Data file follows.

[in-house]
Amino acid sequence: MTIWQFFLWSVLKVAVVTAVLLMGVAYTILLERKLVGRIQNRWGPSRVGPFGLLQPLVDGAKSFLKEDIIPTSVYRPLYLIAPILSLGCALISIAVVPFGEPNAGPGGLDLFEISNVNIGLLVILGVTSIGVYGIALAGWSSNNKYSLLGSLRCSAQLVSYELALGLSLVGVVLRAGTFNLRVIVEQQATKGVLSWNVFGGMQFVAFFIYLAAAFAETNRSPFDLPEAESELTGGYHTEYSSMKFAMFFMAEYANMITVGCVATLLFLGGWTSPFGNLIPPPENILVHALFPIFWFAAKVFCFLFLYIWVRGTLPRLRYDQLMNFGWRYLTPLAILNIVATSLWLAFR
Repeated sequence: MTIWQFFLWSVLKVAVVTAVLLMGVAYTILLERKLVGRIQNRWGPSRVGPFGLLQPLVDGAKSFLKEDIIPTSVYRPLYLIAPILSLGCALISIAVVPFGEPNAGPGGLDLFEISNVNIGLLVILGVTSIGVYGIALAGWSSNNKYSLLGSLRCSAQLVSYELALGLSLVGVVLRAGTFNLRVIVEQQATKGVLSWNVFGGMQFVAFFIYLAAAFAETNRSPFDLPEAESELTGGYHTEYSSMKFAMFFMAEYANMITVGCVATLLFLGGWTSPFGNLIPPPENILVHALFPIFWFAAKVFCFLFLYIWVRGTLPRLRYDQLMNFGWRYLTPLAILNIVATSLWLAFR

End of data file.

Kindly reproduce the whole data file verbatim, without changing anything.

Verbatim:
[in-house]
Amino acid sequence: MTIWQFFLWSVLKVAVVTAVLLMGVAYTILLERKLVGRIQNRWGPSRVGPFGLLQPLVDGAKSFLKEDIIPTSVYRPLYLIAPILSLGCALISIAVVPFGEPNAGPGGLDLFEISNVNIGLLVILGVTSIGVYGIALAGWSSNNKYSLLGSLRCSAQLVSYELALGLSLVGVVLRAGTFNLRVIVEQQATKGVLSWNVFGGMQFVAFFIYLAAAFAETNRSPFDLPEAESELTGGYHTEYSSMKFAMFFMAEYANMITVGCVATLLFLGGWTSPFGNLIPPPENILVHALFPIFWFAAKVFCFLFLYIWVRGTLPRLRYDQLMNFGWRYLTPLAILNIVATSLWLAFR
Repeated sequence: MTIWQFFLWSVLKVAVVTAVLLMGVAYTILLERKLVGRIQNRWGPSRVGPFGLLQPLVDGAKSFLKEDIIPTSVYRPLYLIAPILSLGCALISIAVVPFGEPNAGPGGLDLFEISNVNIGLLVILGVTSIGVYGIALAGWSSNNKYSLLGSLRCSAQLVSYELALGLSLVGVVLRAGTFNLRVIVEQQATKGVLSWNVFGGMQFVAFFIYLAAAFAETNRSPFDLPEAESELTGGYHTEYSSMKFAMFFMAEYANMITVGCVATLLFLGGWTSPFGNLIPPPENILVHALFPIFWFAAKVFCFLFLYIWVRGTLPRLRYDQLMNFGWRYLTPLAILNIVATSLWLAFR